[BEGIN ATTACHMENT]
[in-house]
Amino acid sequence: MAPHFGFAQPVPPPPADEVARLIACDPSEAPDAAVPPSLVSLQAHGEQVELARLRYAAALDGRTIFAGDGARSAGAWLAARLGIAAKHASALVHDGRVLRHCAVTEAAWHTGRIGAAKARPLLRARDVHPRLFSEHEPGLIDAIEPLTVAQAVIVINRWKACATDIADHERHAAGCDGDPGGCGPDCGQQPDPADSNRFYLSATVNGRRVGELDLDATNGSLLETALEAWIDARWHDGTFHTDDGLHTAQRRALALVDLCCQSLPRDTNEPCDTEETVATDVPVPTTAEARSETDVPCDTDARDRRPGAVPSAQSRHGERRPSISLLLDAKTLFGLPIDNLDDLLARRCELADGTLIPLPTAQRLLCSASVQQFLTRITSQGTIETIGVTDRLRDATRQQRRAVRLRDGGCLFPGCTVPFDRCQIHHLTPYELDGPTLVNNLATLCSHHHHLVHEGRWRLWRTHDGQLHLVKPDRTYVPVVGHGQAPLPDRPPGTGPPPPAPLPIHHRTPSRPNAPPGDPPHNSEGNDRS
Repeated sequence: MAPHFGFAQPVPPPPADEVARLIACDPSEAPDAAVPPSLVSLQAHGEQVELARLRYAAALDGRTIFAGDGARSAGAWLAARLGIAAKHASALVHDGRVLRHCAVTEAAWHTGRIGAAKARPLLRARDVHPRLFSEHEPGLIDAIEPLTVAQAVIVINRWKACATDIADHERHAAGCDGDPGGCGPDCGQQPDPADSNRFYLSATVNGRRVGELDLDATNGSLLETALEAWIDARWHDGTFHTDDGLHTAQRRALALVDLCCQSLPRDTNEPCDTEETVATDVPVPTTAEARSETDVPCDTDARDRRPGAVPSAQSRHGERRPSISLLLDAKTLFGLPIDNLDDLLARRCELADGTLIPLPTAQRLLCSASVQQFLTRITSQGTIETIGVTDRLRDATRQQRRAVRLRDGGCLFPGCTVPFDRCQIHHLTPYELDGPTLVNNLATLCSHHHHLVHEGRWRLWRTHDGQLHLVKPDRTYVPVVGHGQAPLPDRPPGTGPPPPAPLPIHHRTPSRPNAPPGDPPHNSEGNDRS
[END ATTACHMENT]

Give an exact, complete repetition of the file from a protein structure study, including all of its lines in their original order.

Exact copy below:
[in-house]
Amino acid sequence: MAPHFGFAQPVPPPPADEVARLIACDPSEAPDAAVPPSLVSLQAHGEQVELARLRYAAALDGRTIFAGDGARSAGAWLAARLGIAAKHASALVHDGRVLRHCAVTEAAWHTGRIGAAKARPLLRARDVHPRLFSEHEPGLIDAIEPLTVAQAVIVINRWKACATDIADHERHAAGCDGDPGGCGPDCGQQPDPADSNRFYLSATVNGRRVGELDLDATNGSLLETALEAWIDARWHDGTFHTDDGLHTAQRRALALVDLCCQSLPRDTNEPCDTEETVATDVPVPTTAEARSETDVPCDTDARDRRPGAVPSAQSRHGERRPSISLLLDAKTLFGLPIDNLDDLLARRCELADGTLIPLPTAQRLLCSASVQQFLTRITSQGTIETIGVTDRLRDATRQQRRAVRLRDGGCLFPGCTVPFDRCQIHHLTPYELDGPTLVNNLATLCSHHHHLVHEGRWRLWRTHDGQLHLVKPDRTYVPVVGHGQAPLPDRPPGTGPPPPAPLPIHHRTPSRPNAPPGDPPHNSEGNDRS
Repeated sequence: MAPHFGFAQPVPPPPADEVARLIACDPSEAPDAAVPPSLVSLQAHGEQVELARLRYAAALDGRTIFAGDGARSAGAWLAARLGIAAKHASALVHDGRVLRHCAVTEAAWHTGRIGAAKARPLLRARDVHPRLFSEHEPGLIDAIEPLTVAQAVIVINRWKACATDIADHERHAAGCDGDPGGCGPDCGQQPDPADSNRFYLSATVNGRRVGELDLDATNGSLLETALEAWIDARWHDGTFHTDDGLHTAQRRALALVDLCCQSLPRDTNEPCDTEETVATDVPVPTTAEARSETDVPCDTDARDRRPGAVPSAQSRHGERRPSISLLLDAKTLFGLPIDNLDDLLARRCELADGTLIPLPTAQRLLCSASVQQFLTRITSQGTIETIGVTDRLRDATRQQRRAVRLRDGGCLFPGCTVPFDRCQIHHLTPYELDGPTLVNNLATLCSHHHHLVHEGRWRLWRTHDGQLHLVKPDRTYVPVVGHGQAPLPDRPPGTGPPPPAPLPIHHRTPSRPNAPPGDPPHNSEGNDRS